A final measure of safety for the emperors was that from the time of Diocletian onwards, the emperor became much more secluded from the outside world than they were before. Augustus, for example, very much liked to appear among his people. Caesar and Sulla were known for walking among the people even without a bodyguard; in the case of Sulla, it was believed that he even explained his actions to citizens who questioned him.

Though the later emperors were nowhere near as open and easy to access as the before mentioned examples, they were still not oriental type secluded despots, like what the emperor’s often were from the times of Diocletian onwards.

Diocletian’s reign undoubtedly greatly stabilised the empire, but this stability had its price. Under Diocletian’s rule, the taxation system of the empire became much more efficient than it was under his predecessors, which in reality meant that the percentage of wealth that ordinary citizens were able to keep dwindled.

Diocletian used this revenue to build a much-enlarged administration for the empire. His new bureaucracy dwarfed the previous one when the local elites were left in peace so long as they paid the taxes the empire required of them.

Peasants, Soldiers and Town Councillors

Many of the free peasants also no doubt cursed Diocletian and his successors. The free farmers, known as colonii, became tied to their lands. Some historians, for this reason, date the beginning of serfdom from the rule of Diocletian.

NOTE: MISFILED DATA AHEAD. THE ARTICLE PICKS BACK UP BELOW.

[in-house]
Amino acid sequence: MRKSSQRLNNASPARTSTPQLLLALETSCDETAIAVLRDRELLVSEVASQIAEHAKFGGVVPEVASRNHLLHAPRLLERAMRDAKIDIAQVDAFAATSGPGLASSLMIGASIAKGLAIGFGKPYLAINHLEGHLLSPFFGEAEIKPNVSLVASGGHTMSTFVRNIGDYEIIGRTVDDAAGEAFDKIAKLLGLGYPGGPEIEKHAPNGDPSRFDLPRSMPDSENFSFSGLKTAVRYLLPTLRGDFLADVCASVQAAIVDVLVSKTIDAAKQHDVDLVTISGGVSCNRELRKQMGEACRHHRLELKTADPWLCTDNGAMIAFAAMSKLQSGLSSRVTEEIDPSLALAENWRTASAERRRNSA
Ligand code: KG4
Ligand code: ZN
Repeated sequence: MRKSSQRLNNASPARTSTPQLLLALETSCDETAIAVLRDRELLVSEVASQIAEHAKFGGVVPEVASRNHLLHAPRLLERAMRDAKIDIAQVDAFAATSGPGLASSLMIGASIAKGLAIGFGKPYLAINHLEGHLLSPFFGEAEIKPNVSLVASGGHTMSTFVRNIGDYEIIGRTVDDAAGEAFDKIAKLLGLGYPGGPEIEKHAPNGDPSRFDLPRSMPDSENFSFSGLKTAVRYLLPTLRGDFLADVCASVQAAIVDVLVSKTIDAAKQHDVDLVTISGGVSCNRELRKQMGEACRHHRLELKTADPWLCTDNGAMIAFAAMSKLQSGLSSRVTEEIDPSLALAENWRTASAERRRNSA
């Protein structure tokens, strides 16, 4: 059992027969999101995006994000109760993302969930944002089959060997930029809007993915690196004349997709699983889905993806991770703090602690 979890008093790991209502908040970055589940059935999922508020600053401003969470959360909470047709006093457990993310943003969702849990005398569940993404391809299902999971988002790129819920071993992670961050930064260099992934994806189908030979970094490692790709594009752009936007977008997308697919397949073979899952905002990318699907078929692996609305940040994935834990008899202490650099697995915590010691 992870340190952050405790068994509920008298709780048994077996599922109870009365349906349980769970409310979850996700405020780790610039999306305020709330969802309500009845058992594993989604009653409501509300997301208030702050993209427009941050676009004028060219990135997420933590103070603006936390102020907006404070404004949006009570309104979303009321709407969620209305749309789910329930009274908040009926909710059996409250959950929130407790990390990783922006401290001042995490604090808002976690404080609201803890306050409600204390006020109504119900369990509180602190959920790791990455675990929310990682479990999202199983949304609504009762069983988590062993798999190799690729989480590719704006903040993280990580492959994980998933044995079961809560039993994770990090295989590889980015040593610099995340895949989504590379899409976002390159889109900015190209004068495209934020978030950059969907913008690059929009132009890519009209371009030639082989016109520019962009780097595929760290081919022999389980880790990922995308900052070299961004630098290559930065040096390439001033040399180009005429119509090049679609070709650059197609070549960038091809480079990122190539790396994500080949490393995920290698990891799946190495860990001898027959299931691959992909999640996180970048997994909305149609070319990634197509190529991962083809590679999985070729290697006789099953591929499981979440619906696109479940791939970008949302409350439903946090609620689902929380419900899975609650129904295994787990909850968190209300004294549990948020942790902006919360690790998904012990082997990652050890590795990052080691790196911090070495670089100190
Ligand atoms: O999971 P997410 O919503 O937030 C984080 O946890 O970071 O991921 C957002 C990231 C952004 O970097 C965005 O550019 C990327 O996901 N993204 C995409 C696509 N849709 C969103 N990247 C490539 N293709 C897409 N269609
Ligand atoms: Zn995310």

Peasants were not the only category disadvantaged by Diocletians’ laws either. Many historians believe that during the reign of Diocletian and his successors, the size of the imperial army was greatly expanded, and the only method to fill the ranks of the expanded army was conscription and hiring barbarians.

As the Roman economy was based on agriculture, hiring many peasants as soldiers on a permanent base was impossible. These people had to work the fields and grow food for the cities and the army. However, the sons of the soldiers were a category that could be used to make up the numbers, and this is exactly what happened.

The sons of soldiers were not the only ones under a legal obligation to follow in their father’s footsteps either. After the growth of the Imperial bureaucracy, the local elites ditched their positions in the town councils to pursue a career in the imperial administration. This phenomenon often left the town councils lacking in numbers, which in turn led to badly managed towns.

To stop the local elites from ditching these positions, Diocletian made it a legal obligation for the sons of town councillors to occupy their father’s positions, making the positions as good as hereditary. Once again, a very medievalesque development, when as we all know, oftentimes cities were run by traditional oligarchic families.


Goldsworthy, Adrian. (2010). How Rome Fell: Death of a Superpower. Yale UP.

Heather, Peter. (2006). The Fall of the Roman Empire: A New History. Pan Books.

Southern, Pat. (2001). The Roman Empire from Severus to Constantine. Routledge.

This content is accurate and true to the best of the author’s knowledge and is not meant to substitute for formal and individualized advice from a qualified professional.

© 2022 Andrew Szekler